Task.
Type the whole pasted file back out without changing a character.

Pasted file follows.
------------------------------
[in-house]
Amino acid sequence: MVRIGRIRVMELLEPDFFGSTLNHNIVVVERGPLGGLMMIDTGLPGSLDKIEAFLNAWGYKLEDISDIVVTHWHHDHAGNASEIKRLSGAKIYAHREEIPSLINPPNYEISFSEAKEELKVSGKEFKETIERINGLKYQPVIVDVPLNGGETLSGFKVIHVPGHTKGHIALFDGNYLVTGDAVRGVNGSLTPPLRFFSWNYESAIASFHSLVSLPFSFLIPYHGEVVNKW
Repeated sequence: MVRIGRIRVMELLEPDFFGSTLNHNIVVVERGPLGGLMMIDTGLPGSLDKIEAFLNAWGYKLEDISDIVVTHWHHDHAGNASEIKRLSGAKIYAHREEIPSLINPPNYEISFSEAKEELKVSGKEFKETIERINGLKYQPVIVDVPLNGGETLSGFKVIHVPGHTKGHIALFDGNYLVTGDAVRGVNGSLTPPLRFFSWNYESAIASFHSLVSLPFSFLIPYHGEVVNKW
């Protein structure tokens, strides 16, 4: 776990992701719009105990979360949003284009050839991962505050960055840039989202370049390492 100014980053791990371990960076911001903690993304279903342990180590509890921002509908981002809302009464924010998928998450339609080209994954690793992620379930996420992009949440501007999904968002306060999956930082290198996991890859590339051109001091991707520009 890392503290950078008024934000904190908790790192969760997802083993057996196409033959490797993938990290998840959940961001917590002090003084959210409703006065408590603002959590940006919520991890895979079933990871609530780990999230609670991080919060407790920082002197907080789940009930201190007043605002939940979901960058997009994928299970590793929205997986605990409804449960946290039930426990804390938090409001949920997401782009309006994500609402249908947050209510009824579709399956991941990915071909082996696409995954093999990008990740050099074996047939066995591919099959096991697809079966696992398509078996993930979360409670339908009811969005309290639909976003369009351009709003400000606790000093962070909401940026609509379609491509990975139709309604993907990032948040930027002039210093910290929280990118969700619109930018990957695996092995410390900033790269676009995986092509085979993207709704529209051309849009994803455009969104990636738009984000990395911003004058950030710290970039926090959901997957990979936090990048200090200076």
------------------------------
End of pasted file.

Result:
[in-house]
Amino acid sequence: MVRIGRIRVMELLEPDFFGSTLNHNIVVVERGPLGGLMMIDTGLPGSLDKIEAFLNAWGYKLEDISDIVVTHWHHDHAGNASEIKRLSGAKIYAHREEIPSLINPPNYEISFSEAKEELKVSGKEFKETIERINGLKYQPVIVDVPLNGGETLSGFKVIHVPGHTKGHIALFDGNYLVTGDAVRGVNGSLTPPLRFFSWNYESAIASFHSLVSLPFSFLIPYHGEVVNKW
Repeated sequence: MVRIGRIRVMELLEPDFFGSTLNHNIVVVERGPLGGLMMIDTGLPGSLDKIEAFLNAWGYKLEDISDIVVTHWHHDHAGNASEIKRLSGAKIYAHREEIPSLINPPNYEISFSEAKEELKVSGKEFKETIERINGLKYQPVIVDVPLNGGETLSGFKVIHVPGHTKGHIALFDGNYLVTGDAVRGVNGSLTPPLRFFSWNYESAIASFHSLVSLPFSFLIPYHGEVVNKW
């Protein structure tokens, strides 16, 4: 776990992701719009105990979360949003284009050839991962505050960055840039989202370049390492 100014980053791990371990960076911001903690993304279903342990180590509890921002509908981002809302009464924010998928998450339609080209994954690793992620379930996420992009949440501007999904968002306060999956930082290198996991890859590339051109001091991707520009 890392503290950078008024934000904190908790790192969760997802083993057996196409033959490797993938990290998840959940961001917590002090003084959210409703006065408590603002959590940006919520991890895979079933990871609530780990999230609670991080919060407790920082002197907080789940009930201190007043605002939940979901960058997009994928299970590793929205997986605990409804449960946290039930426990804390938090409001949920997401782009309006994500609402249908947050209510009824579709399956991941990915071909082996696409995954093999990008990740050099074996047939066995591919099959096991697809079966696992398509078996993930979360409670339908009811969005309290639909976003369009351009709003400000606790000093962070909401940026609509379609491509990975139709309604993907990032948040930027002039210093910290929280990118969700619109930018990957695996092995410390900033790269676009995986092509085979993207709704529209051309849009994803455009969104990636738009984000990395911003004058950030710290970039926090959901997957990979936090990048200090200076």